Community health nursing salary information

Definitions of community health nursing vary. The Canadian province of Alberta's government website offers a description of community health nursing that includes these duties, along with many others:

  • Assess the needs of individuals, families, groups or communities throughout their lifespan
  • Plan, implement, evaluate and document nursing care
  • Coordinate patient care
  • Provide direct nursing care, manage, lead and supervise nursing teams and advocate for clients
  • Develop and deliver health promotion, disease prevention and education programs

Community health nursing salary data

It is somewhat challenging to gather information on the average community health nursing salary, as neither the Bureau of Labor Statistics nor the American Nurses Association uses this exact term. However, it appears to be commonly acknowledged that community health nurses need at least to be registered nurses, and salary information for these is available.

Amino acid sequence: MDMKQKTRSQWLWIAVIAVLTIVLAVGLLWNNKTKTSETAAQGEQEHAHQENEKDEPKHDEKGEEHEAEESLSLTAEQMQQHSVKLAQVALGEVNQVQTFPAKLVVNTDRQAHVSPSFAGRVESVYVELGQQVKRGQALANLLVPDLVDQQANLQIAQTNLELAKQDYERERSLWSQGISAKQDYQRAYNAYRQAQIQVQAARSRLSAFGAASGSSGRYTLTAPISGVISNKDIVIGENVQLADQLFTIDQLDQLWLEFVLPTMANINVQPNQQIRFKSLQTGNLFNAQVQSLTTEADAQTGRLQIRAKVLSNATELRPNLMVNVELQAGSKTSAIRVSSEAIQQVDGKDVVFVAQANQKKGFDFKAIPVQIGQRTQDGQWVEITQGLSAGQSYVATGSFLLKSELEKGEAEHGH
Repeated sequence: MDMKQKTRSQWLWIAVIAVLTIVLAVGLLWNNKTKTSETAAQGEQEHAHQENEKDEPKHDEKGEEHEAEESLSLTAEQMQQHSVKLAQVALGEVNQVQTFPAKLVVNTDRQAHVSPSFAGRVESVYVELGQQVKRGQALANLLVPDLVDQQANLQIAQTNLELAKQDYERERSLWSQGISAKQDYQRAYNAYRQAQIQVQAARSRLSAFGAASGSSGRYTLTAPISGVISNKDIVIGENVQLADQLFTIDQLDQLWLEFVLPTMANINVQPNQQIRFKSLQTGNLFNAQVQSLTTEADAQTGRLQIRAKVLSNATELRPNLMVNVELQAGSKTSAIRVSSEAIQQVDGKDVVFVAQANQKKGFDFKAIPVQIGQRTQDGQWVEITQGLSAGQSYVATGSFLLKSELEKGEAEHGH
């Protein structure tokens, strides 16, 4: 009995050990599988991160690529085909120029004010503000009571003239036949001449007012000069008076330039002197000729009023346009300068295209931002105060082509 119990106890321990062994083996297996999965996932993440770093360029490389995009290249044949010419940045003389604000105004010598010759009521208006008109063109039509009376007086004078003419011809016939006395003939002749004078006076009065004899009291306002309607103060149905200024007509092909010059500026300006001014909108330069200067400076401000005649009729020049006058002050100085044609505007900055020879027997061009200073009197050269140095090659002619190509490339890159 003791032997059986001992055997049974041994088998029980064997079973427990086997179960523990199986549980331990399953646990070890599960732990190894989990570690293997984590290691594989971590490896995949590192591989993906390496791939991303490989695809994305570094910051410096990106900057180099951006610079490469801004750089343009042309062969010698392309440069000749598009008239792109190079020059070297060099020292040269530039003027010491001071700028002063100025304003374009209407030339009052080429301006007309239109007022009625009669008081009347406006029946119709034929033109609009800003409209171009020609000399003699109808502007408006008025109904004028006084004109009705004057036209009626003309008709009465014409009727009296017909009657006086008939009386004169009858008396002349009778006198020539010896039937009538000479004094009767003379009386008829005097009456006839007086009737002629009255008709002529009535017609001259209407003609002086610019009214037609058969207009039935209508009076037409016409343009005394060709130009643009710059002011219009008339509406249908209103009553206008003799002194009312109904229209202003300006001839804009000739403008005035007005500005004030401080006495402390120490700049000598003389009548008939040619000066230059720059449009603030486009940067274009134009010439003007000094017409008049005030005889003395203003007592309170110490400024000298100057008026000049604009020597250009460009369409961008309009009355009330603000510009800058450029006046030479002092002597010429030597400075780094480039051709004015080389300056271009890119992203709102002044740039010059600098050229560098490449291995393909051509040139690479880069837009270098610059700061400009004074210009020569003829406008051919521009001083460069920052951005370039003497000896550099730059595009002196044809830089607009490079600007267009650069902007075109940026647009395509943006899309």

The ANA calculates that in 2014, 14.9 percent of all RNs worked in "community/public health" environments. The BLS reports that in May 2012, the nationwide median annual salary of all RNs was $65,470, which translates into a mean hourly wage of $31.48. The highest-paid 10 percent earned more than $45,880. Advanced practice registered nurses--those who have at least a relevant master's degree plus advanced skill certifications--can expect to earn significantly more than other RNs.

The BLS lists these as the five top-paying states for RNs in May 2014, with their mean annual wages:

  •   California ($98,400)
  •   Texas ($68,590)
  •   New York ($77,110)
  •   Florida ($62,720)
  •   Pennsylvania ($66,570)
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